Annapolis to celebrate 300 years


May 13, 2007|By Jamie Stiehm | Jamie Stiehm,SUN REPORTER

Jamestown, Va., where the queen of England is due to come to call this summer, isn't the only Colonial settlement marking a milestone: Annapolis is celebrating 300 years of democracy.

With events this year through December 2008 - when the city will re-sign the charter established in 1708 by England's Queen Anne - the city will stitch together its rich and colorful past into a "tapestry," as Mayor Ellen O. Moyer puts it.

"This will be total immersion, touching all the senses," said Moyer, who has made Charter 300 the hallmark of her second term. "We'll have an academic forum. We'll have new signposts showing sites of archaeological interest. We'll have a Queen Anne's Ball next year. And we've been in touch with invitations to the British Embassy."

Her wish: to expand what's generally known about the city, beyond its status as the seat of state government with a Chesapeake waterfront charm.

The estimated cost of the city celebration is $3 million, said Karen Engelke, coordinator of special events. She and other organizers said it will provide perspective on the present, not just its past.

"It helps us see where we are now as part of history," she said.

Puritans forced out of Virginia originally settled the area on the banks of the Severn River in the 17th century and called their small community Providence.

In 1696, Francis Nicholson, the English Colonial governor, drew the elegant design of the central city plan in baroque circles - one for the state and one for the church - and placed the government building perch higher than that of the church steeple. He named it Annapolis for the princess who would become queen in 1702.

Though the charter granted voting rights to some, it also made clear that others were not free. Annapolis was a slave port for hundreds of ships sailing from Africa.

In 1767, the human cargo included Kunta Kinte, who arrived in bondage from Gambia and was immortalized in the Alex Haley best-seller Roots. A memorial to both stands at City Dock.

Today, Moyer said, the city's population is one-third African-American, and more attention will be paid to its collective past than in most accounts. A former African-American enclave for recreation in the early to mid-20th century, Carr's Beach, will be identified with a dedication and a marker, she said.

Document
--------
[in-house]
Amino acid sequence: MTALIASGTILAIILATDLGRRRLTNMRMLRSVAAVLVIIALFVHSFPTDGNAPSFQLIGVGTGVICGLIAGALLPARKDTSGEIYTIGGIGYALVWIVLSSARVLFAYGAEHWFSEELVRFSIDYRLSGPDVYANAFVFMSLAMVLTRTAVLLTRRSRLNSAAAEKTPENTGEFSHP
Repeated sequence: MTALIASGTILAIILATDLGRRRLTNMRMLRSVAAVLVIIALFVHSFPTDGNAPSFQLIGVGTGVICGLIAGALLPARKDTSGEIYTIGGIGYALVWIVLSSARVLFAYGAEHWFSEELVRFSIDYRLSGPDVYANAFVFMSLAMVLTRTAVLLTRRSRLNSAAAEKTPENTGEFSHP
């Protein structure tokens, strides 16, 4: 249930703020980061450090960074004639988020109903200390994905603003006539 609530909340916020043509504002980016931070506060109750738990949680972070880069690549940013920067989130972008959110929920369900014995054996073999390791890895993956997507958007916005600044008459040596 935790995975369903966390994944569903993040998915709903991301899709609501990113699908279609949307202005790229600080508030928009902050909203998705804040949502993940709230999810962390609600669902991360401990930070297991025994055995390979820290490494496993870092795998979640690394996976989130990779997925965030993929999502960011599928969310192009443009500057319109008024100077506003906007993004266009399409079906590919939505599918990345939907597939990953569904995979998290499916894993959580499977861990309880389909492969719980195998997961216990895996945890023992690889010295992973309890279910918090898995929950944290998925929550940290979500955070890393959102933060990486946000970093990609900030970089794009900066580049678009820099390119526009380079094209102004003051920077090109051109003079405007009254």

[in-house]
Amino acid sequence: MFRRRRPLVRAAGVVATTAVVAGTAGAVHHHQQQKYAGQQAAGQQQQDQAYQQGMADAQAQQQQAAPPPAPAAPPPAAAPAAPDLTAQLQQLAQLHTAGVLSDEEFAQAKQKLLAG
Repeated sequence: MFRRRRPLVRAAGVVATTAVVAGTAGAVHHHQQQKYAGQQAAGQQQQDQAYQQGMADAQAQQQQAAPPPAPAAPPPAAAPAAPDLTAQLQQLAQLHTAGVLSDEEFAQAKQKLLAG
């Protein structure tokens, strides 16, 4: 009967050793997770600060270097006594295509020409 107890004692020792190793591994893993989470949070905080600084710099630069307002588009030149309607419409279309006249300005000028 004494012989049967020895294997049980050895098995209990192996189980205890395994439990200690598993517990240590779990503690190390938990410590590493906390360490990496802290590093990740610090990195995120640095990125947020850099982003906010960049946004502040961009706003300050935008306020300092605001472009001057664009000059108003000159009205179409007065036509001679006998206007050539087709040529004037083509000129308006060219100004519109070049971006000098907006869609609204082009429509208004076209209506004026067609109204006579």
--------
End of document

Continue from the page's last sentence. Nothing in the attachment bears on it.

St. John's College, a short walk from an institutional neighbor, the Naval Academy, will do its part with a free winter series of history lectures and a scholarly symposium next spring.

On the classical musical front, a young-composers competition held by the Annapolis Symphony Orchestra will result in four original orchestral scores inspired by the city. The composers, age 35 and younger, were selected from an international field of more than 100 applicants. Each will visit Annapolis to hear the world premiere of his or her work played by the symphony during the 2007-2008 season.

"The audience will help judge the winner, which reflects the spirit of Charter 300 democracy," said Jose Luis-Novo, the symphony conductor. "We'll engage everyone in decision-making."

Chuck Weikel, executive director of Annapolis Charter 300, said the festival's cultural components surpass what might be expected in a relatively small city of about 35,000.

Many events are free, he noted, such as ArtWalk, a major outdoor mural exhibit by several local artists, the first ever to be seen on the Colonial streets downtown.

To attract more visitors this year and next, Weikel said he expects Comcast, the television cable company, to produce and air a short public service spot on the celebration. Exchange activities with Annapolis Royal, a sister city in Canada, also are in the works.

As word spreads, he said, community organizations and residents are chiming in with variations on how to observe the 300-year mark. It's not too late for them to participate, he adds.

"We have a number of homegrown new ideas that continue to bubble up," Weikel said. "We have to be flexible enough to absorb new ideas."


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